The healthy treats below use ingredients that you may already have in your kitchen cupboard for a quick and easy snack that your dog will love (and maybe you will too!)
Banana oat cookies
1 cup oats
1 mashed banana
1 cup dessicated coconut
1/3 cup ground almonds
Mix together and place in small balls on non stick tray using 2 teaspoons
Bake at 180C for 15 minutes
Coconut flour balls
1 tbsp coconut oil melted into half a cup water or almond milk
Handful fresh mint and parsley blended or 1 banana if prefer
Mix together until there is a dough like consistency (add more flour or water as necessary)
Bake in a silicon treat tray at 180C for 20 minutes or 25 – 30 minutes if in a full tray
Sweet potato treats
• 2 sweet potatoes
1. Preheat your oven to 150C. Line two baking sheets with parchment paper.
2. Use a knife to cut the sweet potato into slices peeled before use (as the skin contains solanine). Slice into coin sized-pieces if your dog is small, but if you have a bigger dog you could slice them lengthwise for larger chews. You don’t want the pieces to be too thin, or they will just get crispy and not chewy, so make sure they are no thinner than 1/2cm. Arrange them in a single layer on the baking sheets and bake for 2 1/2 to 3 hours flipping once half way through until they are shrunken, dried out, and some pieces are a bit crispy, while others are a bit chewy. Let cool, then store in an air-tight container in the fridge for about 3 weeks.
Alternately place them in the dehydrator overnight instead of the oven.
Oats and peanut butter treats
• 1 1/2 cups uncooked oats
• 1 large banana
• 1/2 cup pure peanut butter (no added Xylitol)
1. Preheat your oven to 180C. Line a baking sheet with parchment paper.
2. Cook for 15 minutes and you can use a cookie cutter to shape these treats:)
Remembering that dogs respond to the smell of protein and amino acids in foods, these treats are protein packed –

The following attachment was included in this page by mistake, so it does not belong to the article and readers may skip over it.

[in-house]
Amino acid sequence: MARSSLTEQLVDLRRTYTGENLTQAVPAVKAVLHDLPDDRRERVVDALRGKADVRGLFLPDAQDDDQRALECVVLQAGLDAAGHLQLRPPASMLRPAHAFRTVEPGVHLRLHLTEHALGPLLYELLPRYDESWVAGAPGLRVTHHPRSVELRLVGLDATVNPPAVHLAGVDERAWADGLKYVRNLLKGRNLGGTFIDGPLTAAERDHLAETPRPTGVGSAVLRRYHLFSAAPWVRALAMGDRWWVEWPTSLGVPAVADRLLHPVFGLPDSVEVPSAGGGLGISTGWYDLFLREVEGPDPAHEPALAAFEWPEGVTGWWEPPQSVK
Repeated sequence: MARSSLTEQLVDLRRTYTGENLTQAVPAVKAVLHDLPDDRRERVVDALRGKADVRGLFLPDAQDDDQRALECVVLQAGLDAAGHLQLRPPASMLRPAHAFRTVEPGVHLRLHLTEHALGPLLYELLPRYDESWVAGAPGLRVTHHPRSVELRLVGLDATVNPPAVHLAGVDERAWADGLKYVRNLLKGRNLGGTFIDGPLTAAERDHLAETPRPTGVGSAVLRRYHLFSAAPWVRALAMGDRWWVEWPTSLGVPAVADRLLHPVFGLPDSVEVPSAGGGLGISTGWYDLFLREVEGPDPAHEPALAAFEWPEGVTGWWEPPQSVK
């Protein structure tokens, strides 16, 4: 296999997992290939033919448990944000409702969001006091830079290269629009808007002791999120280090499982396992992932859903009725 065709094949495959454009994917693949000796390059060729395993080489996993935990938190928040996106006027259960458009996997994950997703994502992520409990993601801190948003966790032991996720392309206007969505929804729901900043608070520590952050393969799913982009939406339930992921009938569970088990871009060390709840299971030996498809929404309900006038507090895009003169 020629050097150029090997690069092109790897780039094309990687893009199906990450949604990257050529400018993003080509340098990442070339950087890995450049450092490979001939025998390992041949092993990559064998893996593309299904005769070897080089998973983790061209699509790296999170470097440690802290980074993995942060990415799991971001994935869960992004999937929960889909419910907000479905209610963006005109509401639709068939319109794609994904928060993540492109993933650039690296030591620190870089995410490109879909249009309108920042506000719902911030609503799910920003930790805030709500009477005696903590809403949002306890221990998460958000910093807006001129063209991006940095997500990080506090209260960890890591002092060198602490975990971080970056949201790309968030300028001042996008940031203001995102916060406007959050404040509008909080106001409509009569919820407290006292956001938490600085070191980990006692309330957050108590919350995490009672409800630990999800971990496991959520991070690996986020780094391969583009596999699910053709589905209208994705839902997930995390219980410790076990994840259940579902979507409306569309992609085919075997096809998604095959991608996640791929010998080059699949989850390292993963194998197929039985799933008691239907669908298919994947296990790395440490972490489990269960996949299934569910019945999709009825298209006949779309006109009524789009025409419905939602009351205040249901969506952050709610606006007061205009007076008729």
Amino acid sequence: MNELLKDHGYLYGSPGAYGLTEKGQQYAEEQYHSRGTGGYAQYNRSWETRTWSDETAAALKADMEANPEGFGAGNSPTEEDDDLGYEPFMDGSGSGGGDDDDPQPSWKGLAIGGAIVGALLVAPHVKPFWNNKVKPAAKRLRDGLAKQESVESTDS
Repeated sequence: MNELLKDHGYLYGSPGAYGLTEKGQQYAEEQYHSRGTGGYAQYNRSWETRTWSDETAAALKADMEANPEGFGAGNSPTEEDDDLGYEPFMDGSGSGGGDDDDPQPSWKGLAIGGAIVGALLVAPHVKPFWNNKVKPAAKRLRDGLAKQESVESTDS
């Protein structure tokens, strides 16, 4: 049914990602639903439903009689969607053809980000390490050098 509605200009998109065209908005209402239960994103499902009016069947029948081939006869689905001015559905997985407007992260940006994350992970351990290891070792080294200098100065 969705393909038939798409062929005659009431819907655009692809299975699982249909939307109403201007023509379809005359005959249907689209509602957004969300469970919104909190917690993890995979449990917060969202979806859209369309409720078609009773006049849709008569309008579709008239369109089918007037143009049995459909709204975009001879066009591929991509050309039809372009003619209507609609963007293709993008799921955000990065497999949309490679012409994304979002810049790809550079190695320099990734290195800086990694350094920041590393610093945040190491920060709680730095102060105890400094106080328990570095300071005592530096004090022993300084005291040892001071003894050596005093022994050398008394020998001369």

Blend a tin of drained chickpeas with oats and pure peanut butter. Roll into little treat balls. These can be fed as they are or cooked.
Carrot frozen ice lolly
Use a raw carrot and half dip it into pure peanut butter and freeze. On a warm day these make ideal ‘doggy ice lollies’!
Oat and peanut butter biscuits
Mix peanut butter, mashed banana or applesauce, oat flour, and water.
Proportions are flexible as long as you add enough flour to make a stiff dough.
1 part peanut butter, 1 part water, 1/2 part banana or applesauce, and then oat flour until the dough is stiff enough to roll out.
You can cut these into dog shapes of your choice or just in squares – your dogs won’t mind!
We do love Benevo’s Benevo cake mix to treat your vegan dog on its birthday!!
The cake is made of Organic Brown Rice, Organic Carob Powder (4%), Baking Powder, Organic Cinnamon Powder (1%), Xanthan Gum, and the frosting is made of Organic Corn Flour, Organic Coconut Flour (1%), Xanthan Gum – all fine to treat your dog on a special occasion!
Which dental plant-based chews are advised by our vet and which should you avoid?
Rupert suffered from an extremely painful urinary tract infection and blood in his urine which ultimately led to him needing surgery
If you have safely transitioned your dog from raw to a plant-based diet, please fill out our form to receive some FREE supplement and treats as a thank you!
We have chosen to share dear little Simba’s weight loss story and the advice given as it may echo your own experience
They say that to be truly happy, you need to have gratitude and I have to end the year with thanks to these wonderful people (and dogs)
We are so passionate about plant-based feeding in dogs, that we want to support you and hopefully make it affordable for you
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Only by convincing vets that it is the way forward, will we together have any success as plant-based feeders of ensuring that it becomes a very viable and superior option to feeding our dogs
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The meat-based fed control group showed 11 deficiencies while the long-term vegan fed category presented only two deficiencies
Can vegan dog foods be classed as vegan in the UK with Vit D3 from lichen?